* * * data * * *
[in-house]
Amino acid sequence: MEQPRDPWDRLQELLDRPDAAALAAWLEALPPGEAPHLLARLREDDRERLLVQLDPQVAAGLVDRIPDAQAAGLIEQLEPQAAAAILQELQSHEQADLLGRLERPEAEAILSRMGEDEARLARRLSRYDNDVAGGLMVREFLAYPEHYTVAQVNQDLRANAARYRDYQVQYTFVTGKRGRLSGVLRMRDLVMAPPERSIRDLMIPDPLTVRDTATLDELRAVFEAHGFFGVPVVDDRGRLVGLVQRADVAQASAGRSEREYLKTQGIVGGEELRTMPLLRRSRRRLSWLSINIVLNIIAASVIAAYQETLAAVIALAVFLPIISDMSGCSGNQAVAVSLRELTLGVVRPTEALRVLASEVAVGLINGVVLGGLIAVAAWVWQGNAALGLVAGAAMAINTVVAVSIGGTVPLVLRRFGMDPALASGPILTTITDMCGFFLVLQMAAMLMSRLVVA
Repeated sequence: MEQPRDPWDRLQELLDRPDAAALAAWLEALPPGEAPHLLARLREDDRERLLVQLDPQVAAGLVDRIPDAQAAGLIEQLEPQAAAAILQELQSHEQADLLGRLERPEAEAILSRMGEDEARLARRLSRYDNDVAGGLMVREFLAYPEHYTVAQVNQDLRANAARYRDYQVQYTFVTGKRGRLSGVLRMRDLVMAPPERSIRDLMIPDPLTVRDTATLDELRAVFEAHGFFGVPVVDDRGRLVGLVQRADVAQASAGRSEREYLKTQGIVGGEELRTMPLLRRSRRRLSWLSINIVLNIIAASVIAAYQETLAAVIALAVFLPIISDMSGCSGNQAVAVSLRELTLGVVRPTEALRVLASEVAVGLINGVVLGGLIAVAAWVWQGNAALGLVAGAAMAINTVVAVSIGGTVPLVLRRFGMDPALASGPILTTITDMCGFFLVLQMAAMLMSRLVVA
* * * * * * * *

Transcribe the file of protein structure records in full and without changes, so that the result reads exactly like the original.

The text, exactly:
[in-house]
Amino acid sequence: MEQPRDPWDRLQELLDRPDAAALAAWLEALPPGEAPHLLARLREDDRERLLVQLDPQVAAGLVDRIPDAQAAGLIEQLEPQAAAAILQELQSHEQADLLGRLERPEAEAILSRMGEDEARLARRLSRYDNDVAGGLMVREFLAYPEHYTVAQVNQDLRANAARYRDYQVQYTFVTGKRGRLSGVLRMRDLVMAPPERSIRDLMIPDPLTVRDTATLDELRAVFEAHGFFGVPVVDDRGRLVGLVQRADVAQASAGRSEREYLKTQGIVGGEELRTMPLLRRSRRRLSWLSINIVLNIIAASVIAAYQETLAAVIALAVFLPIISDMSGCSGNQAVAVSLRELTLGVVRPTEALRVLASEVAVGLINGVVLGGLIAVAAWVWQGNAALGLVAGAAMAINTVVAVSIGGTVPLVLRRFGMDPALASGPILTTITDMCGFFLVLQMAAMLMSRLVVA
Repeated sequence: MEQPRDPWDRLQELLDRPDAAALAAWLEALPPGEAPHLLARLREDDRERLLVQLDPQVAAGLVDRIPDAQAAGLIEQLEPQAAAAILQELQSHEQADLLGRLERPEAEAILSRMGEDEARLARRLSRYDNDVAGGLMVREFLAYPEHYTVAQVNQDLRANAARYRDYQVQYTFVTGKRGRLSGVLRMRDLVMAPPERSIRDLMIPDPLTVRDTATLDELRAVFEAHGFFGVPVVDDRGRLVGLVQRADVAQASAGRSEREYLKTQGIVGGEELRTMPLLRRSRRRLSWLSINIVLNIIAASVIAAYQETLAAVIALAVFLPIISDMSGCSGNQAVAVSLRELTLGVVRPTEALRVLASEVAVGLINGVVLGGLIAVAAWVWQGNAALGLVAGAAMAINTVVAVSIGGTVPLVLRRFGMDPALASGPILTTITDMCGFFLVLQMAAMLMSRLVVA